Yet, it’s also fitting to remember that these psalms were later compiled and used within the corporate worship… of Israel, indeed, the later part of this psalm itself raises the very idea. So, this psalm, and the other laments we find in the Psalms, were not only for individuals but also to facilitate the corporate voice of Israel, the corporate voice of lament. And that raises two ideas for me.
Firstly, is not such a psalm fitting for our times, as a nation, as a world even, to give us all a voice, a form of words, a form of prayer, to echo the rending of our souls in these difficult times?
But secondly, to find such a psalm in the Scriptures, to know such a psalm was used in the corporate worship of Israel, and not cast aside, but allowed to remain and be seen as inspired by God such that it should form part of the Word of God – does this not maybe challenge us about our corporate worship? Do we have space in our time, in our songs, in our prayers, for lament? Would we even know how to weave that in and facilitate it? And would we be willing, in an age which hungers for answer and ease and contentment, would we be willing for the raw, honest questions to be raised and even sometimes left hanging, unsure of how it will be answered?
Part of my faith journey has been learning to live with mystery, with questions unanswered. I have found that to be hard, frustrating, soul rending at times, rending not only once, but year on year, when an anniversary comes round or an event happens, and once again the mystery raises its ugly head and the pain returns. I wonder friends, if you are in that place, or know of that pain? And do you say with David, ‘My God, my God, why…?’
But as I’ve also said, even in recent weeks, there are some things I cling to, and likewise, David had things he clung to as well. About the middle of the psalm, David finally, and only once, uses the covenant name of God: ‘LORD’ in the English, or ‘Yahweh’ in the Hebrew. By invoking that name of God, David can recall the very great promises given to him, and to his forefathers. We looked at this in detail in our autumn series on the kingdom of God. We saw there that God made this promise to David in 2nd Samuel:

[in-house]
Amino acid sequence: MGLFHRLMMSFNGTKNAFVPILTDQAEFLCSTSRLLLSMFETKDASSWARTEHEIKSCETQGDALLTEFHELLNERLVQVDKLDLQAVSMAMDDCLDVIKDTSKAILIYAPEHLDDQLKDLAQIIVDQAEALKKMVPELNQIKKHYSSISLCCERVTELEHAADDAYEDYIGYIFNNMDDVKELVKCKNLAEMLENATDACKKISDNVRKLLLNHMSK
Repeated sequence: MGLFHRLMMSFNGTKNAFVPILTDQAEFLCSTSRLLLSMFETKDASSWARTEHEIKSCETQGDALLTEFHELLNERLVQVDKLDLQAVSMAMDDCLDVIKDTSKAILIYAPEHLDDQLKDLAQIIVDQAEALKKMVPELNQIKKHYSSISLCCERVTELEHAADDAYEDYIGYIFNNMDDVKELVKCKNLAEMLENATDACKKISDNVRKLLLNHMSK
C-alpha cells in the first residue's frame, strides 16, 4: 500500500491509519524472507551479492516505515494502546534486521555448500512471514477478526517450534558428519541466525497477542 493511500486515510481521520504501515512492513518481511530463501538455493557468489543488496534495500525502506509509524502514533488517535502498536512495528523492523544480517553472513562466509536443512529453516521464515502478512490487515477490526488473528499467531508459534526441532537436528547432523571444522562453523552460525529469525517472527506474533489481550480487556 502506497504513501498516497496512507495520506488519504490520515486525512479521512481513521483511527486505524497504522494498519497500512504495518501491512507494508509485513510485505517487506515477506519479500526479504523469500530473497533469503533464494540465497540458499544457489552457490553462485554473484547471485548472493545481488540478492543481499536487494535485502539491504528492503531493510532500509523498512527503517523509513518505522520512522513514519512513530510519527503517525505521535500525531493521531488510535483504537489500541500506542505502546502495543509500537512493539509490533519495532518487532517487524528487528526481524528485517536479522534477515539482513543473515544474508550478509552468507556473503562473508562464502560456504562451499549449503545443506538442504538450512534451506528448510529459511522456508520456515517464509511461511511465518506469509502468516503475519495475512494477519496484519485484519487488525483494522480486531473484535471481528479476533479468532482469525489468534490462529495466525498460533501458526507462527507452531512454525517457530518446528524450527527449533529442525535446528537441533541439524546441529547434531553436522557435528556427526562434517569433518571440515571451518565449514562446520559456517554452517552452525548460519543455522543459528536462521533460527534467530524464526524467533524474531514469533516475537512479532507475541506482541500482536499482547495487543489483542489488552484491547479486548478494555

‘“The Lord declares to you that the Lord himself will establish a house for you:…I will raise up your offspring to succeed you, your own flesh and blood, and I will establish his kingdom….I will establish the throne of his kingdom for ever. I will be his father, and he shall be my son…Your house and your kingdom shall endure for ever before me…”’
(2 Samuel 7:11-16)
David remembers this promise as he calls on the name of the Lord, but maybe he also remembers that far older, even greater, promise made to his forefather Abraham: ‘The Lord had said to Abram, ‘Go from your country, your people and your father’s household to the land I will show you.
‘I will make you into a great nation, and I will bless you; I will make your name great, and you will be a blessing… and all peoples on earth will be blessed through you.’
Maybe David, by the Spirit of God, calls both promises to mind because from verse 19 the tone changes. Another way of translating verse 19 is this:
‘But you, O Lord, do not be far away!
O my help, come quickly to my aid’
In verse 11, David said there was ‘no one to help’, yet now, he remembers that the Lord is his help, for the Lord has made great promises to David and to his father Abraham. From verse 19 David grows in confidence, his hope returns, and eventually he is able to envisage a future where that great promise to Abraham comes to fruition, and all the nations remember and turn to the Lord, to Yahweh. In that future, the nations are drawn, as if by a magnet, to worship the Lord and to know His blessing. As they submit to His power…